Genna Santorelli, a fifth year doctoral student in the clinical psychology program, is honored to have her gerontological research supported by the Center for Research on Families. “I never thought of my work as family research until I sat down to write the proposal” she says, but “these are our parents, our grandparents, these are such important family members in our lives.”
Santorelli’s research focuses on the 10 to 20 percent of Americans age 65 or older experiencing mild cognitive impairment (MCI), a decline in their memory or other cognitive functioning that is not serious enough to significantly interfere with daily life. Declines associated with MCI are noticeable to seniors and to their family and friends. Seniors with MCI may struggle with tasks like abstract reasoning, planning, or keeping track of medications.
Unfortunately, along with MCI come much higher rates of depression, anxiety, and irritability than is typically experienced by healthy seniors. However, the linkages between mild cognitive declines and emotional health have not been thoroughly investigated.
Santorelli’s research will explore the link between MCI and emotional response on a moment-to-moment basis. Her study uses a sad clip from an old movie to mimic everyday upsetting experiences her subjects may encounter as they watch TV, read a book, or scan the news. She seeks to understand if adults with MCI have a stronger negative reaction to upsetting stimuli and whether they recover more slowly than healthy adults. If so, this may help explain their increased risk of depression and anxiety and help seniors and caregivers better understand their emotional responses and adapt their daily environment.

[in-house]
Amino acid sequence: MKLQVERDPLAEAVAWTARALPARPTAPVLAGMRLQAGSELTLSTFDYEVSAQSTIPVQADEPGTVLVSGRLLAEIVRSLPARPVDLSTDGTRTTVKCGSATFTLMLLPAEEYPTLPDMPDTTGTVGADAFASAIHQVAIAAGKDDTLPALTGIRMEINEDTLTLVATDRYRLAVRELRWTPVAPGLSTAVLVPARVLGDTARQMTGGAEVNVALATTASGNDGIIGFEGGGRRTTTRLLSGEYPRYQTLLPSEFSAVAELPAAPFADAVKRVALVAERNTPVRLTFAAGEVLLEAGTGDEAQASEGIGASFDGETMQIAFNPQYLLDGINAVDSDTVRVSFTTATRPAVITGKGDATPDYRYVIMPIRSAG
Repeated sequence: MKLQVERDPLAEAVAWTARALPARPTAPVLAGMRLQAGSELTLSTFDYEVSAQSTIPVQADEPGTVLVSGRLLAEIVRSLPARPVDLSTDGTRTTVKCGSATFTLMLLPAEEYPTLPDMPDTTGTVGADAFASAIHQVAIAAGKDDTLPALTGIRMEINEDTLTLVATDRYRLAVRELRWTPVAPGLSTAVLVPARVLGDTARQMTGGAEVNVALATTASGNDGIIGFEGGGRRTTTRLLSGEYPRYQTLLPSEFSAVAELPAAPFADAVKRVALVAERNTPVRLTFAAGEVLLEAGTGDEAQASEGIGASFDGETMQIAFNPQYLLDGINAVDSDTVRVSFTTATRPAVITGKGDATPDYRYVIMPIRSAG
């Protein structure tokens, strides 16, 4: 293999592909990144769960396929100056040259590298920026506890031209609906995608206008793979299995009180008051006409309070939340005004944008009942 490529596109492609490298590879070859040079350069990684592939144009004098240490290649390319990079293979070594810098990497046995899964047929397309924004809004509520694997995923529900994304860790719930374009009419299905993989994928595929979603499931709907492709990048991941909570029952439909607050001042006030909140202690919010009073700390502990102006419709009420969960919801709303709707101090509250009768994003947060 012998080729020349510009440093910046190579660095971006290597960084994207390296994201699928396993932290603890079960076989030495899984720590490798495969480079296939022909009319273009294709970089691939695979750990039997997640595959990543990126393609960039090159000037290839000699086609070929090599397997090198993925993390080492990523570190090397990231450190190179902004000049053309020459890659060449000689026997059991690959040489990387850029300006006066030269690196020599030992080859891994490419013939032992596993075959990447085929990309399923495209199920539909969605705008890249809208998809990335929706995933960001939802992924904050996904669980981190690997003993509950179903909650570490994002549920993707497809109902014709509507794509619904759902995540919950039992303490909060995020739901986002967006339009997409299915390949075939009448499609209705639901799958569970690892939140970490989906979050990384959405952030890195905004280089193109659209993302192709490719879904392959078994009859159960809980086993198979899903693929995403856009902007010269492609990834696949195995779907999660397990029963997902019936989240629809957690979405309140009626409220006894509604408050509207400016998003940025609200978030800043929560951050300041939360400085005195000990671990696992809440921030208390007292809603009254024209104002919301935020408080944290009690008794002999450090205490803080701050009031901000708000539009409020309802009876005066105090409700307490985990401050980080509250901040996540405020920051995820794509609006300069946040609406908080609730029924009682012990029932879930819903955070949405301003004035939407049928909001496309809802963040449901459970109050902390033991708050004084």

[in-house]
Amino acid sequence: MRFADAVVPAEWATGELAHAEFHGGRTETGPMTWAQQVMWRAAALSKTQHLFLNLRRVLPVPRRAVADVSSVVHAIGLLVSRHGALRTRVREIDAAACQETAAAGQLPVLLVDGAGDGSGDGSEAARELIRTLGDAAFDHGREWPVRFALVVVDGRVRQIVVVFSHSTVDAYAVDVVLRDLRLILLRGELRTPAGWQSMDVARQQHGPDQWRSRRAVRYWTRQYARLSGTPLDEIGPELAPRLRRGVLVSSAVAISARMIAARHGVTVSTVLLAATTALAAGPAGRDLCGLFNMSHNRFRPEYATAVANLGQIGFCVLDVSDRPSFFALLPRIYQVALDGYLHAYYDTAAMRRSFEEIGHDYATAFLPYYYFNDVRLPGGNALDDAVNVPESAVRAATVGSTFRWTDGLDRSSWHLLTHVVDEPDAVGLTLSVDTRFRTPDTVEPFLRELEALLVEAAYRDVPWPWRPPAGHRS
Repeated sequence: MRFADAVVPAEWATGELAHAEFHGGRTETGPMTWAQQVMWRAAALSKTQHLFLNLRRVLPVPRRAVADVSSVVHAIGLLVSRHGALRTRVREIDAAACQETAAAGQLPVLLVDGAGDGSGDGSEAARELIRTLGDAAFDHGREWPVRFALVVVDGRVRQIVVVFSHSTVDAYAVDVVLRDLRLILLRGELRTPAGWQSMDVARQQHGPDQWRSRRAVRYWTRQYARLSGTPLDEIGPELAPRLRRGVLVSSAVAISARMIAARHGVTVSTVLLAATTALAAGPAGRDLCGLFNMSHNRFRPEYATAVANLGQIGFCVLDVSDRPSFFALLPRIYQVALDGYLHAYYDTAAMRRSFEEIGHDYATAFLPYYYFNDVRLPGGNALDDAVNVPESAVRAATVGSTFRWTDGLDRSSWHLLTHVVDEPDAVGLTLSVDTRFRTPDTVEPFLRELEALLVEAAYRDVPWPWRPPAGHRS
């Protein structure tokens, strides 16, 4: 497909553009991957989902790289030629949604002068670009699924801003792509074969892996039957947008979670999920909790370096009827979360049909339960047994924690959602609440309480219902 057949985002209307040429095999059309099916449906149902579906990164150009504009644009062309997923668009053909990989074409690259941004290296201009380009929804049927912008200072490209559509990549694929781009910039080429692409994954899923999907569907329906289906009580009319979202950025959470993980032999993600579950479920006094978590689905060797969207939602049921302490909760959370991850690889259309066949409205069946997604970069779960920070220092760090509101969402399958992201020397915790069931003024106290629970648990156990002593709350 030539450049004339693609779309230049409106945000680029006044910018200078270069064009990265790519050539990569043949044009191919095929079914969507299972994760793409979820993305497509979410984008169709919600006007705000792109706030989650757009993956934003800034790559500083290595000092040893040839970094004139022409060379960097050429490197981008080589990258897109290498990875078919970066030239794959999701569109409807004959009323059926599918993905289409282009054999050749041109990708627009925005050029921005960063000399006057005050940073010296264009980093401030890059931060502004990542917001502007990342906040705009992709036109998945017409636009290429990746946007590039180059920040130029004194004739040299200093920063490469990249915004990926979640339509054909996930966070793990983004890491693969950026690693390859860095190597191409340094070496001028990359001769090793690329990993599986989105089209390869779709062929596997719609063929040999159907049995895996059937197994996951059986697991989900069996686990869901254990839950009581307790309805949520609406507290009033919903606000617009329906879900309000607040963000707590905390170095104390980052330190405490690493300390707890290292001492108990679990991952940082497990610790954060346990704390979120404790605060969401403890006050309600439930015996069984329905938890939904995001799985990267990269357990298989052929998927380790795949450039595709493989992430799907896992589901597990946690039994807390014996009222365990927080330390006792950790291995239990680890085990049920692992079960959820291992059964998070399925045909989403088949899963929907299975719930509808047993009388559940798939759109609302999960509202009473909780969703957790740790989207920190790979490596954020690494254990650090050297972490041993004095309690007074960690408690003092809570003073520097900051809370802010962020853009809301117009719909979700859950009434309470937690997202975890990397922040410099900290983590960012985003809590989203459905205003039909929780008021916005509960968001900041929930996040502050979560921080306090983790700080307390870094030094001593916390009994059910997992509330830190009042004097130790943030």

“What CRF has provided me has been wonderful,” says Santorelli. The CRF Dissertation Fellowship in Family Research will allow her the time to make trips to Springfield, MA where many of her participants live. Performing the experiment in a familiar environment was crucial as traveling to the UMass psychology labs could pose a significant barrier for participants with MCI.
Santorelli views her award from CRF as a confirmation of the “immensely important role” older adults play in our lives and the challenges many families face as their love ones experience cognitive declines and emotional disturbances. Because of the false assumption that emotional decline is a normal part of aging, seniors and caregivers may be less likely to take steps to prevent and address the issue. By better understanding the mechanisms of negative emotional experiences for adults with MCI, Santorelli’s work will help dispel inaccurate assumptions and inform possible solutions for our aging population.